The bullet had caught him full in the chest, driving him backward into the scooped out grotto where his uncle had lain for more than half a century.
It had been where Wynn, the father of all the Immortals on the Council, had lain for hundreds of years before being dragged out by Sasha, the son who betrayed them all to Darkyn.
Sheet-covered, her remains lay in Dean's office, only feet from where she had lain naked against him so short a time before.
Its colors were pale purple and the bed beneath him more comfortable than any he'd lain in.
In the central pit all was in confusion, but here the king seems to have lain on a bier.
So far as the limited information at our disposal enables us to form an opinion, the responsibility both for the internal peace of the village, and for its obligations to the outside world, seems to have lain with the lord or his steward (gerefa, villicus) from the beginning.
But the most remarkable of the persons with whom at this time Johnson consorted was Richard Savage, an earl's son, a shoemaker's apprentice, who had seen life in all its forms, who had feasted among blue ribands in St James's Square, and had lain with fifty pounds weight of irons on his legs in the condemned ward of Newgate.
He had, however, acquitted himself of a debt which had long lain heavy on his conscience and he sank back into the repose from which the sting of satire had roused him.
The elder takes the Gospel off the white cloth, where it has lain all through the ceremony, and places it on the postulant's head, and the other good men present place their right hands on his head; they shall say the parcias (spare), and thrice the "Let us adore the Father and Son and Holy Spirit," and then pray thus: "Holy Father, welcome thy servant in thy justice and send upon him thy grace and thy holy spirit."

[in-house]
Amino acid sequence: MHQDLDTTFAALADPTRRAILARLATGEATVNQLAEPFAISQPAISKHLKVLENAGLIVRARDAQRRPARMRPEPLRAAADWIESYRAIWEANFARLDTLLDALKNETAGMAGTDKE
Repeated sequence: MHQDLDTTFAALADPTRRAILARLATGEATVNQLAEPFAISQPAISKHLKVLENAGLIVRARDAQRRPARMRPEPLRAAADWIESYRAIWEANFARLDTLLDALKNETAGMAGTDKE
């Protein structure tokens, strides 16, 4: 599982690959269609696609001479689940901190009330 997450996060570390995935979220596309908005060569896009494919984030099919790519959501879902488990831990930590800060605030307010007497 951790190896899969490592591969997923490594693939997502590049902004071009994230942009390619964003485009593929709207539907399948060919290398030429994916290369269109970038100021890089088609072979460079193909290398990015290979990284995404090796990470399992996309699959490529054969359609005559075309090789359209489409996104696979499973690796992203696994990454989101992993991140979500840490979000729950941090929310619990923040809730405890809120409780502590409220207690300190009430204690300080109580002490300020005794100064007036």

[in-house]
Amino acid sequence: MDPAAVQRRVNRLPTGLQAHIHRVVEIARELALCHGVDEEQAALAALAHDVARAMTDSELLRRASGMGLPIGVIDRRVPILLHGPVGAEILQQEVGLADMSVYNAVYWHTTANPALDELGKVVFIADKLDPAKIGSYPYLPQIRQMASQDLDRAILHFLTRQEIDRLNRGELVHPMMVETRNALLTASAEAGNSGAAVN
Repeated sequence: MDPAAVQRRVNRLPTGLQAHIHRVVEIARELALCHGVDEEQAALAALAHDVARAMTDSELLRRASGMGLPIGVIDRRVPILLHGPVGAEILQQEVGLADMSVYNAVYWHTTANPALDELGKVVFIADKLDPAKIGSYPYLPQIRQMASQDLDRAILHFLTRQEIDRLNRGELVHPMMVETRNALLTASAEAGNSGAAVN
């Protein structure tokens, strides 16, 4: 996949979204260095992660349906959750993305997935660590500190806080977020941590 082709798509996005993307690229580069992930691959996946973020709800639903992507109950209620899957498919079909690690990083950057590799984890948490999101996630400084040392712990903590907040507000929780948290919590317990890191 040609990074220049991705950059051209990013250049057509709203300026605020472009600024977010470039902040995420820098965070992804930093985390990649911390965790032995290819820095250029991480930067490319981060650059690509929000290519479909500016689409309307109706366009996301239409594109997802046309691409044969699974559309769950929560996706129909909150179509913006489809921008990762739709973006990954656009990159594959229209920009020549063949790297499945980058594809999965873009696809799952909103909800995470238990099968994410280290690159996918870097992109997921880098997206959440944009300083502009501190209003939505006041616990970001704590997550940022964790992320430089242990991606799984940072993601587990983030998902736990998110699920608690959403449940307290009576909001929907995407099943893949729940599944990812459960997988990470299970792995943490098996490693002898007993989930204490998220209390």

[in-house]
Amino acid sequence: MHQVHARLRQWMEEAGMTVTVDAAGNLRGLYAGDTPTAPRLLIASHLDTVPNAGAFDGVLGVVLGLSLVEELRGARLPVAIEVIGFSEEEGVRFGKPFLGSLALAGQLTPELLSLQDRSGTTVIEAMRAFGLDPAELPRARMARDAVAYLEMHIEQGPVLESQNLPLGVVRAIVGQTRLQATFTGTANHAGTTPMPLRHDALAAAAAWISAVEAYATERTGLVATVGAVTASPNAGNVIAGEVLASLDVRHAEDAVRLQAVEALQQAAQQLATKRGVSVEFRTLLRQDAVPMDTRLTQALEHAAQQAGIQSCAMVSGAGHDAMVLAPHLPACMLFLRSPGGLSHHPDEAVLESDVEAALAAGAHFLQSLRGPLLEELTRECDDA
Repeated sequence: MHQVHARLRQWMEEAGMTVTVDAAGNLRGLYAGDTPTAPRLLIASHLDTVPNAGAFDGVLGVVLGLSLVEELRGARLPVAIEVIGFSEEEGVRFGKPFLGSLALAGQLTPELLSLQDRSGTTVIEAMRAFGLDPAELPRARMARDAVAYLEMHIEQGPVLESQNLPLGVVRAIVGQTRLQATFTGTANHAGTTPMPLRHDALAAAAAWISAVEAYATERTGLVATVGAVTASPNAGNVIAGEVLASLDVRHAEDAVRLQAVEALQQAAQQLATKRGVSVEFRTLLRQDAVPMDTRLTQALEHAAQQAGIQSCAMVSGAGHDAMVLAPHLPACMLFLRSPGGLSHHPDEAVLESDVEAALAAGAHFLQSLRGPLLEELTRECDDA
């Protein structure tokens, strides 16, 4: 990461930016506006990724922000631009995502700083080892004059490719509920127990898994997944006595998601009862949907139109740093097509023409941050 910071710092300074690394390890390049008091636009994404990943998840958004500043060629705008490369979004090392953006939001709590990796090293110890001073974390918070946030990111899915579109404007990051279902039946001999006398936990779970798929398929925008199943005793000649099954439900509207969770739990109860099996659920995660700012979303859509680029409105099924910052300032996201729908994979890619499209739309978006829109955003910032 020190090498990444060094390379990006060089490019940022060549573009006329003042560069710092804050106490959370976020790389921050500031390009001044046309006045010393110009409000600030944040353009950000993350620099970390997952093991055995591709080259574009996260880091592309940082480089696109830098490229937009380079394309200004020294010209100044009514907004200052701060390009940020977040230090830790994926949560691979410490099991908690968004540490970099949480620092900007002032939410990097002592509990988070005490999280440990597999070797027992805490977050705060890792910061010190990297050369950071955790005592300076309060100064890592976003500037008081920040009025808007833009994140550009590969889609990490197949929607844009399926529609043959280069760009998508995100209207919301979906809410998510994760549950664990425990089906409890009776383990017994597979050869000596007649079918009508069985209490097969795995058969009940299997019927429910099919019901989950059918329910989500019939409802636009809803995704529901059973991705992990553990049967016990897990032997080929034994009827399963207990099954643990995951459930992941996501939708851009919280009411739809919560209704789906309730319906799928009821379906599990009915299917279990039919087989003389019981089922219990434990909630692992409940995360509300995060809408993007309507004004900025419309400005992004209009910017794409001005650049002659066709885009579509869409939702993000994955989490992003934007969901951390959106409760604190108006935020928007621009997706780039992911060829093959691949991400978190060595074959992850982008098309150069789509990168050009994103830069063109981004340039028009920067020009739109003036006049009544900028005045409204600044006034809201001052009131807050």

For generations the obstinately heathen Saxons had lain, a compact and impenetrable mass, between Scandinavia and the Frank empire, nor were the measures adopted by Charles the Great for the conversion of the Saxons to the true faith very much to the liking of their warlike Danish neighbours on the other side.
But, however this may be, I cannot now write the letter which has lain in my thought for you so long.
A man who has at length found something to do will not need to get a new suit to do it in; for him the old will do, that has lain dusty in the garret for an indeterminate period.
They were pleasant spring days, in which the winter of man's discontent was thawing as well as the earth, and the life that had lain torpid began to stretch itself.
Some who have lain flat on the ice for a long time, looking down through the illusive medium, perchance with watery eyes into the bargain, and driven to hasty conclusions by the fear of catching cold in their breasts, have seen vast holes "into which a load of hay might be driven," if there were anybody to drive it, the undoubted source of the Styx and entrance to the Infernal Regions from these parts.
It was Timokhin's company, which alone had maintained its order in the wood and, having lain in ambush in a ditch, now attacked the French unexpectedly.
When he had lain there some time, he was told to get up, and a white leather apron, such as the others wore, was put on him: he was given a trowel and three pairs of gloves, and then the Grand Master addressed him.
For the last three days Bogucharovo had lain between the two hostile armies, so that it was as easy for the Russian rearguard to get to it as for the French vanguard; Rostov, as a careful squadron commander, wished to take such provisions as remained at Bogucharovo before the French could get them.
"Is it over?" said Princess Mary when his body had for a few minutes lain motionless, growing cold before them.